Report from Karhula
From: Timo Karhula email@example.com To: solareclipses@AULA.COM Subject: [SE] Report from the annular solar eclipse in Australia Date: Thursday, March 11, 1999 8:47
Dear Eclipse Fans I'm Timo Karhula from Sweden and I was in Western Australia on February 16 to witness the annular solar eclipse.
I had only seen one total solar eclipse before, that in Finland in July 1990, so this would be my first annular eclipse. Now, I was located near the Bookara Road, only 80 m from the exact centerline according to someone with a GPS-receiver. Bookara is situated about 10 km south of Greenough where the professional astronomers and the news media had congregated. There were a couple of hundred amateur astronomers gathered on the paddock. This was my first time I video-taped an eclipse and I'm pleased with the result. I used a Sony videocamera with 20x optical and 72x digital magnification. In front of the objective I simply attached a welder's glass with duct tape. With the ordinary recording, the Sun's image was still somewhat glaring so I had to decrease the exposure time. After the tuning, the colour of the Sun's image was almost a natural yellow and its edges were quite sharp. The five largest sunspot groups were visible. Three of them were seen naked eye with the filter. One major drawback during the recording was the disturbing wind noise. I checked the manual afterwards and there is, in fact, an option to filter out such noise!
The temperature dropped from +37.9 C to a more comfortable +23.9 C at maximum according to my watch thermometer. I don't believe the temperature dropped that much but it was clearly noticeable. The wind increased towards maximum as well. The only 'stars' I noticed naked eye during the eclipse were Venus and Jupiter. In my opinion the sky's darkness was the same as when the Sun is about two degrees below the horizon. People's growing excitement towards maximum was funny to hear on the video tape. Crescent images under the trees were conspicuous. One thing that I haven't noticed before was that one side of one's shadow was fuzzy while the other side was sharp during the Sun's crescent phase.
I didn't record the whole event, only most of it up to a quarter of an hour past the third contact. I recently analyzed the eclipse video and I timed the duration of the annularity as 45 seconds and it occurred between 7:27:37 - 7:28:22 UT. The video clock was off by two seconds compared to the correct time. The exact times of the second and third contact can be off by a second or so, because it's difficult to judge when the annularity really begins and ends. The cusps were broken (Baily's Beads) at these instants and last a second or two. They were not, however, very prominent from the centerline. I'm sure they witnessed spectacular beads from sites nearer to the northern and southern limit. At Hampton Arms Inn, where the pro's were, I met some prominent eclipse chasers like Fred Espenak, Jay Pasachoff and Olivier Staiger.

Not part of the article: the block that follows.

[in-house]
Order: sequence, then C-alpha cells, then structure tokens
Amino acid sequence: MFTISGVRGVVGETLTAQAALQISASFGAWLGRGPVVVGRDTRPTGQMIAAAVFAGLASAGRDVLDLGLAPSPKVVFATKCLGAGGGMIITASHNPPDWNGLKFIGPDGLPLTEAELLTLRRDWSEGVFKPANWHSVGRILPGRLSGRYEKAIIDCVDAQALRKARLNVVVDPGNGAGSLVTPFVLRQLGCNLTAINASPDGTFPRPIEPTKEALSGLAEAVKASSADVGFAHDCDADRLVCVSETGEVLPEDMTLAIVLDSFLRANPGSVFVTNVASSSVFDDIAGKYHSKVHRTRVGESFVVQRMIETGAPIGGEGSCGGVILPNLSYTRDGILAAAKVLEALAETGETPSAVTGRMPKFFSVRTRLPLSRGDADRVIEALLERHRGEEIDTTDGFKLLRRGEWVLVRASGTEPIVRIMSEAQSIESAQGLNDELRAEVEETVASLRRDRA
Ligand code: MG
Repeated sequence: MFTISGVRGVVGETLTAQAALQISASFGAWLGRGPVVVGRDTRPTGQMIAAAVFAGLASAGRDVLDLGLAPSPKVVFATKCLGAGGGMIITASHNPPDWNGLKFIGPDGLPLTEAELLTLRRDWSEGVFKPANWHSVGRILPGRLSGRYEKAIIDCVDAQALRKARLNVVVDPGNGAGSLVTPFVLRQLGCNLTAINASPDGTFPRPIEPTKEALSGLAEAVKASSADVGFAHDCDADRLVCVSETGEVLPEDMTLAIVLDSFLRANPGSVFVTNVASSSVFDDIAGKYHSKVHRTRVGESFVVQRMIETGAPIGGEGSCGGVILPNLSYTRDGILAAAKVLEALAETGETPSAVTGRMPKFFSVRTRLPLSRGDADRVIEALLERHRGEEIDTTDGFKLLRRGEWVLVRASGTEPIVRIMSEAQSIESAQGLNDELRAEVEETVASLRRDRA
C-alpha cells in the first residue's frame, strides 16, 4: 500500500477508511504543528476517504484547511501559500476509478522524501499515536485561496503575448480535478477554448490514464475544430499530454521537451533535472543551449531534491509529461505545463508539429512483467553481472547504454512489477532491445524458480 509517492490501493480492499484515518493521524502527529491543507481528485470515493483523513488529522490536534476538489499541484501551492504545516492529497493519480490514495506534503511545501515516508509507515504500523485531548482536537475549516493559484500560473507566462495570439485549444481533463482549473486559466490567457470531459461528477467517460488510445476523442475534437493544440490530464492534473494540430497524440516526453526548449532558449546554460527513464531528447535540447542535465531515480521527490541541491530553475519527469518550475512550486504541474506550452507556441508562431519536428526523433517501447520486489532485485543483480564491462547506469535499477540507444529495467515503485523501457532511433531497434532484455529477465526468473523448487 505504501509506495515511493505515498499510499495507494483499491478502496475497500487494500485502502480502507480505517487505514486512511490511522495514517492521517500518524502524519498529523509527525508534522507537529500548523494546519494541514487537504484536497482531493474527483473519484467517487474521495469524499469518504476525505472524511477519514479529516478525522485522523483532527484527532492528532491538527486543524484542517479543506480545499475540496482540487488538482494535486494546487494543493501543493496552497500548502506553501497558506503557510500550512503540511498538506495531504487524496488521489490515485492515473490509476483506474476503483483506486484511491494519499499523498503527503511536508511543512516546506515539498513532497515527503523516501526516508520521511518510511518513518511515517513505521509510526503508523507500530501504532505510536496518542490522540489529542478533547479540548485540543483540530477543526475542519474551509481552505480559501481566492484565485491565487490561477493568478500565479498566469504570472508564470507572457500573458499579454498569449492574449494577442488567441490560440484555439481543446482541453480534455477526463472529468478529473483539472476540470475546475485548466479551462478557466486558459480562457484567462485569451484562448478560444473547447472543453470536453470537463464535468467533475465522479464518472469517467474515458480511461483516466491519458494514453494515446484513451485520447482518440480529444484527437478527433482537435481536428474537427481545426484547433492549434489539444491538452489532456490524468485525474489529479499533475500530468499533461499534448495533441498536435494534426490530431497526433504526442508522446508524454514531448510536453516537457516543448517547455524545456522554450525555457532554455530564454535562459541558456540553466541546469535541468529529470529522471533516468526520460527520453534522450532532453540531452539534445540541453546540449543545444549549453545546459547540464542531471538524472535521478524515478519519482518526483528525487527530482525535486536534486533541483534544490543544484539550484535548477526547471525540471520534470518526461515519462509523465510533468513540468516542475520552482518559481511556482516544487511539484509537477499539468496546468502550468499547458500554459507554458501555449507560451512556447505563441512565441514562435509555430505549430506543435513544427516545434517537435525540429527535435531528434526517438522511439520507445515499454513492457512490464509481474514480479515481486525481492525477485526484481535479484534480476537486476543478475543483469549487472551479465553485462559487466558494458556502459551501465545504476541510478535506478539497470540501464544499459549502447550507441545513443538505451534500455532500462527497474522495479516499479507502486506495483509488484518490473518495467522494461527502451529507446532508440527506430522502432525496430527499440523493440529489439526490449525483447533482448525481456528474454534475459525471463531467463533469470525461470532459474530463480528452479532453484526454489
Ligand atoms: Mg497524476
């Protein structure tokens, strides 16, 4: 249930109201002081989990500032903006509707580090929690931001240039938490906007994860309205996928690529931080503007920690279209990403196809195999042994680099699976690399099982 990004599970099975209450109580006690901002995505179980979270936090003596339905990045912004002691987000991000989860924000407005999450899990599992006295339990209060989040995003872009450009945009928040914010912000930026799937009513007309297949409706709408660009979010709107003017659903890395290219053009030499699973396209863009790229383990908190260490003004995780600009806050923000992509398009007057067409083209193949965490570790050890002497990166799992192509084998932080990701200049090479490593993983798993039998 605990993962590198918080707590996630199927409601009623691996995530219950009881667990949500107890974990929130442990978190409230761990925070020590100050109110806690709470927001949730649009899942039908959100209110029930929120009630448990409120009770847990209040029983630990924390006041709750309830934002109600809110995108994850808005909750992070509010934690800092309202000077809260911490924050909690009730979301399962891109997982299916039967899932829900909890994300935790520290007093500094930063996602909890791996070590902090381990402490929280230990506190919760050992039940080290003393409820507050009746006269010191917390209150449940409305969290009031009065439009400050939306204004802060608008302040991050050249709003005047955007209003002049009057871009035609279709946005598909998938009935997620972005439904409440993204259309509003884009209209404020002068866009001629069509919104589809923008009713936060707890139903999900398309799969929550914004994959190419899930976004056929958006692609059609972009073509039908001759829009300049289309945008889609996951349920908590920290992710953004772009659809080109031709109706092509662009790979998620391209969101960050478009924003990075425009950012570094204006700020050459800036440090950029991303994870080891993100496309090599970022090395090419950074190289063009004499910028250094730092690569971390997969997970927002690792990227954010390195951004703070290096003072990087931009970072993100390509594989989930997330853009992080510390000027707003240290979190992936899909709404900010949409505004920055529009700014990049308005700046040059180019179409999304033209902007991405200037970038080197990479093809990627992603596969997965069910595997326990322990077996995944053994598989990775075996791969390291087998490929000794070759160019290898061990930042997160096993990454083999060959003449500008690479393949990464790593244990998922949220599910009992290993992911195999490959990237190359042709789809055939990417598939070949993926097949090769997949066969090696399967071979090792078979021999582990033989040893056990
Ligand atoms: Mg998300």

The rest of my holiday was also excellent. I visited Yerecoin where the renown Japanese astrophotographer Akira Fujii had constructed his Chiro observatory. Together with Maurice Clark from Murdoch Astronomical Society, Perth, and Kent Wallace from California, we would be there to observe the pitch dark, starry skies the whole weekend. Even Fujii-san praised my video-footage! Just an example of his courtesy? ;-) Mr Fujii himself shot pictures of the eclipse somewhere near Mullewa. I reckon he used an arsenal of all kinds of photographic gear!
It was very sad to hear about the death of Ken Willcox. I did not know him personally but I did correspond with him by e-mail in 1996, in connection to my trip to Peru (at the same time as he arranged the first Southern Skies Star Party). He seemed to be a very helpful and knowledgeable person.
I'm looking forward to the Total One in Europe on August 11. I think, I will head to somewhere in Romania or Bulgaria. Clear Skies, /Timo
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